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Roger Ebert's 1967 review of The St. Valentine's Day Massacre hadn't much use for director Roger Corman's semi-documentary style. The critic would have preferred a simplified, fake vision of gangland's most famous historical event. But director Roger Corman uses his newfound 20th-Fox studio resources to make the show an unbroken series of tense confrontations and (for 1967) wildly violent gangland rub-outs. The movie has become a genre favorite, and its authenticated account encouraged fans to look more deeply into the true-life stories behind their favorite gangster bad guys. Corman even gets in a cynical/subversive jab, comparing the tactics of bootlegging hoodlums to those of modern corporations, and nations.
The success of Corman's American-International Vincent Price movies gave him the opportunity to pursue a career as an A-List directing talent. Corman soon found that he wanted no part of the chaos of studio filmmaking -- the overhead, the loss of control -- and retreated to the independent world that he knew so well. When A.I.P. began to second-guess him the same way, Corman took the next logical step and formed his own distribution company.
Fresh from his smash hit The Wild Angels, Corman fixated on a violent subject in a year of particularly violent movies: Bonnie & Clyde, Point Blank. Before the breakout of Sam Peckinpah and ubiquitous violence, the machine-gunnings and rub-outs in The St. Valentine's Day Massacre were considered pretty extreme for screen bloodletting. Film historians also consider Corman's thriller a major step in the development of the gangster genre.
Chicago, 1929. Al Capone and Bugs Moran (Jason Robards and Ralph Meeker) compete for "market space" in the booze and vice rackets on the North Side. Both camps formulate elaborate scenarios to eliminate their competition. Moran hopes to weaken Capone by replacing the Mafia chieftain with a ringer of his own, Aiello (Alex D'Arcy). Moran's sluggers Peter and Frank Gusenberg (George Segal and David Canary) go forward with this plan, not realizing that Capone's lieutenant "Machine Gun" Jack McGurn (Clint Ritchie) is setting Moran up for a major hit. Capone doesn't care who else gets killed as long as Bugs goes down for the count.
The St. Valentine's Day Massacre starts with both a "this is true" title card and a hectoring narration courtesy of the ubiquitous Paul Frees. Passersby react to the ferocious sound of the slaughter on February 14. The chief witness is actress Barboura Morris, who had just served a similar story-opening function for Corman, cringing at the sight of Peter Fonda in The Wild Angels.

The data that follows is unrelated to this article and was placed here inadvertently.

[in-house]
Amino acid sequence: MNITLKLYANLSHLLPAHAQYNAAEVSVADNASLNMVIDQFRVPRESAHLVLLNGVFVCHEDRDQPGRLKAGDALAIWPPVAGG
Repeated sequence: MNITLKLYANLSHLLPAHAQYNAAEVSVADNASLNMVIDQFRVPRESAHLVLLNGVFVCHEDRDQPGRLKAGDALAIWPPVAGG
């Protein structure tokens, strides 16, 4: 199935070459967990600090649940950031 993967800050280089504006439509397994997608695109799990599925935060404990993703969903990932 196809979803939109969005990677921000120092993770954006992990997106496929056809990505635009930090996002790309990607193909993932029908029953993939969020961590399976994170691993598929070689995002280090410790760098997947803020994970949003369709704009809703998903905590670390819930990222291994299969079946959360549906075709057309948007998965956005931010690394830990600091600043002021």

Scriptwriter Howard Browne had mostly worked in television but was also responsible for one of the better late-1950s gangland films, Portrait of a Mobster starring Vic Morrow as Dutch Schultz. The gangster fare that followed TV's popular The Untouchables was able to name names and recount actual mob history, but still shied away from telling the whole truth. Pictures like Murder, Inc. pointedly avoided admitting the role of corrupt police departments, judges and other public officials in the scandals of organized crime. How else could Moran's hoodlums fire machine guns on city streets with impunity?
In The St. Valentine's Day Massacre Capone's executives discuss the inconvenience of buying policemen and suborning judges. His board meeting is not that much different than any business gathering. Ambitious underlings vie for Capone's approval while the established participants steer the boss's attention away from their failures and toward their successes. Paul Frees' stentorian voiceover implies that all business and political organizations are essentially 'gangs' at war with competitors.
It's Dog Eat Dog out there. The nationalities of Corman's gangsters are undisguised, and real ethnic slurs are used, even some that have fallen out of usage. Italians are called wops and spaghetti-snappers. Jack McGurn is shown eating pasta, apparently trying to 'be more Italian' for his boss Al Capone. The Moran mob gives a hard time to broken-down trucker Sorello (Frank Silvera) for having a Sicilian accent. The script contains an interesting revelation: because Al Capone is merely Italian and not Sicilian, he cannot rise higher in the New York-operated Mafia.